PM Modi’s pet project to transform backward districts hits federalism roadblock

Prime Minister Narendra Modi’s initiative to transform 115 backward districts has suffered a setback, as Odisha, West Bengal and Kerala have opted out of the scheme for not being consulted early enough.

india Updated: Jan 14, 2018 23:08 IST
Jatin Gandhi
Jatin Gandhi
Hindustan Times, New Delhi
Narendra Modi,Transforming India by 2022,NITI Aayog
Prime Minister Narendra Modi with Kerala chief minister P Vijayan. Kerala is one of the states that have opted out of the Transforming India by 2022 scheme for not being consulted early enough.(PTI file photo)

Even before it has fully taken off, Prime Minister Narendra Modi’s ambitious initiative to transform the country’s 115 backward districts has suffered a setback. Odisha, West Bengal and Kerala have opted out of the scheme for not being consulted early enough and dubbing it as an attempt to “undermine the spirit of federalism” by the BJP-led central government.

At least two senior officials at the NITI Aayog – the federal think tank led by Modi as its chairman that is steering the programme – confirmed that the three states have refused to join the initiative, which was dubbed as an example of “cooperative federalism”. The officials said the Centre was making efforts to get them on board.

The scheme, called Transforming India by 2022, aspires to rapidly transform backward districts that are lacking on key development indices in health, nutrition, education, agriculture, skill development, financial inclusion and basic infrastructure.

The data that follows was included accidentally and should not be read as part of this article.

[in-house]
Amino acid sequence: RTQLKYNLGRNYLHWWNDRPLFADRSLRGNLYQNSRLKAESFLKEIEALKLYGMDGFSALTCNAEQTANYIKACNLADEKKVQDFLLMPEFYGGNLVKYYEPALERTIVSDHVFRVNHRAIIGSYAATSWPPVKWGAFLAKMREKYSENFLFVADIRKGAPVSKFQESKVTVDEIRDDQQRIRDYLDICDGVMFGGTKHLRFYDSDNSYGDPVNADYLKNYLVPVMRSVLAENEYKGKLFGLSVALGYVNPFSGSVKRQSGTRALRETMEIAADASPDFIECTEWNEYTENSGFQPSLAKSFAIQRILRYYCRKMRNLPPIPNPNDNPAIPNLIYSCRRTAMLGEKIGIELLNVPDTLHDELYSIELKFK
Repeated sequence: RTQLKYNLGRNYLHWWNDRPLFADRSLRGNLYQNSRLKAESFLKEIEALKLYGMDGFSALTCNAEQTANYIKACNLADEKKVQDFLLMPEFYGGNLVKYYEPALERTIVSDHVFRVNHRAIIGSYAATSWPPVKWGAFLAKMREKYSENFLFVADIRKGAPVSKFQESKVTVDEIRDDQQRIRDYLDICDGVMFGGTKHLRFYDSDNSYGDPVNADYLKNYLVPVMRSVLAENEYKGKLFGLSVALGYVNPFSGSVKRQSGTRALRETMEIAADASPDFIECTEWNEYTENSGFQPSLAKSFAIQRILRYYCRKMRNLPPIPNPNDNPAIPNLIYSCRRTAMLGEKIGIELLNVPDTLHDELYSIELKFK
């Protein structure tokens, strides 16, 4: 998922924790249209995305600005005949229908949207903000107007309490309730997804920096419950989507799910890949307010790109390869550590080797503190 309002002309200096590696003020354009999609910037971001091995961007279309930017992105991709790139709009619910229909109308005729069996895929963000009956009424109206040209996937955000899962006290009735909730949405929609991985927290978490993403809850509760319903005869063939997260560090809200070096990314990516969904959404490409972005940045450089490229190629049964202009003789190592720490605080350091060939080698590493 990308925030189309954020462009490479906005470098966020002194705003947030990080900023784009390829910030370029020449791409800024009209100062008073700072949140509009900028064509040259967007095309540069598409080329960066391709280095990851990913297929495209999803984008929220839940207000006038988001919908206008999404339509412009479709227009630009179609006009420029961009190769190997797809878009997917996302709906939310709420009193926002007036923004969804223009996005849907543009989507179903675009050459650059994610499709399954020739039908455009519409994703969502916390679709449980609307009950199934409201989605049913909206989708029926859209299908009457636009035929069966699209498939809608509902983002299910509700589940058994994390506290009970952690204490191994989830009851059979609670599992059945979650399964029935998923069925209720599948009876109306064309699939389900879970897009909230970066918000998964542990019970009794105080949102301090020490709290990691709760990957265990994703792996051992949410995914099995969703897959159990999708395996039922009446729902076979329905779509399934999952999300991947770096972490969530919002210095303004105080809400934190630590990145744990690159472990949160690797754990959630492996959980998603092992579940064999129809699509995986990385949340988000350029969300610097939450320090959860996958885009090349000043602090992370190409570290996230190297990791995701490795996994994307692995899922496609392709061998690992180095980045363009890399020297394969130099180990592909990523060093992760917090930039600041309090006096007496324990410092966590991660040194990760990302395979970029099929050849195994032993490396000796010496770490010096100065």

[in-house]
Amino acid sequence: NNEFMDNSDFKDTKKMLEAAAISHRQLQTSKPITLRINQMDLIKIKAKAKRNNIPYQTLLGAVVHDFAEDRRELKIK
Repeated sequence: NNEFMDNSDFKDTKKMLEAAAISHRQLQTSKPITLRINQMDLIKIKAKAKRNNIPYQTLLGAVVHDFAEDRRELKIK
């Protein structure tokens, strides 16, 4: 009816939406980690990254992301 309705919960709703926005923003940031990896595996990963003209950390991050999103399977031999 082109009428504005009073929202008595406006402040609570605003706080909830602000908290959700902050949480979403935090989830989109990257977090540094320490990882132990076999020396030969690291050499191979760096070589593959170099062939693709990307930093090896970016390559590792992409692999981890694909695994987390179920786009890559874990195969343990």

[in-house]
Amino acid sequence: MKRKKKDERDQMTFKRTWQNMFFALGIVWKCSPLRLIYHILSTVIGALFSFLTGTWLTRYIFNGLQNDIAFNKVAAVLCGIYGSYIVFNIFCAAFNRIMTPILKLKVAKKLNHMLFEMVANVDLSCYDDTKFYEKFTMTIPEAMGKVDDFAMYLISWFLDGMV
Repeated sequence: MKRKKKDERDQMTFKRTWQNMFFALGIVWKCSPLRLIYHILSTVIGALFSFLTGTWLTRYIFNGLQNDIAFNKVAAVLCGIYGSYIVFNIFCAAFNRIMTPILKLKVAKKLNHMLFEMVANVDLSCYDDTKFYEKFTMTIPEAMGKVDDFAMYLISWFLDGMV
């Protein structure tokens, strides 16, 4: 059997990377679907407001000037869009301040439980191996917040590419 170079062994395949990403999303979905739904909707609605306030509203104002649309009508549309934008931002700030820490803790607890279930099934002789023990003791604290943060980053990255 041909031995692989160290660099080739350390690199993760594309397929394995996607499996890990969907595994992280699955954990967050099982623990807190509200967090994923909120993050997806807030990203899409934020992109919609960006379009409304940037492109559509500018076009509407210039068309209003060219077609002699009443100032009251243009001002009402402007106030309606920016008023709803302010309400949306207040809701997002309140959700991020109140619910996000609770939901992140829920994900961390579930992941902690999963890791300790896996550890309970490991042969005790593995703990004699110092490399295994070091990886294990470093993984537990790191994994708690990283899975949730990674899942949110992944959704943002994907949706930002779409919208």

The BJP is seen as an emerging political rival to the ruling parties in all three states – the CPI(M) in Kerala, BJD in Odisha and Trinamool Congress in West Bengal.

A senior official in Kerala, one of the first states to object to the initiative, said, “In a cooperative federal structure, the state should have been asked first rather than told (about the scheme). The manner in which it was done was pretty obtrusive.”

“Even West Bengal and Odisha see it as an attempt to undermine the spirit of federalism. There are several political parties involved…There should have been consultation first before appointing prabhari officers,” the official added. The states have objected to the choice of districts and officials being appointed without consulting them.

To steer the initiative, the government has appointed 115 senior officials at the centre in charge of each of the districts as “prabhari officers”. Most of these officers are from the cadre of the state in which the districts lie and have worked there as young officers.

“The three states refused to sign the MoU (memorandum of understanding). As of now, we are down to 102 districts,” one of the officials associated with the project said. “At least four states asked for change in the districts and we agreed. These (three) states could have done the same,” the second NITI official said.

The project requires the state to sign an MoU saying it will form a committee under the chief secretary and appoint secretary-level officers to coordinate with the appointees of the Centre.

The CPI(M)-led Kerala wanted the project discussed in the Zonal council or the National Development Council – both bodies which comprise of ministers from the states and the Centre – first.

Odisha chief secretary Ajit Padhi refused to comment on why his state pulled out, responding through a text message.

“This is a sensitive matter and I wouldn’t like to talk about it to the media,” he wrote. BJD leader and party’s chief whip in the Lok Sabha, Tathagata Satpathy said the Centre acted “unilaterally”. “Very soon a time might come when the BJP will not be in power at the Centre and they should realise this can happen to them,” the senior leader said.

First Published: Jan 14, 2018 23:08 IST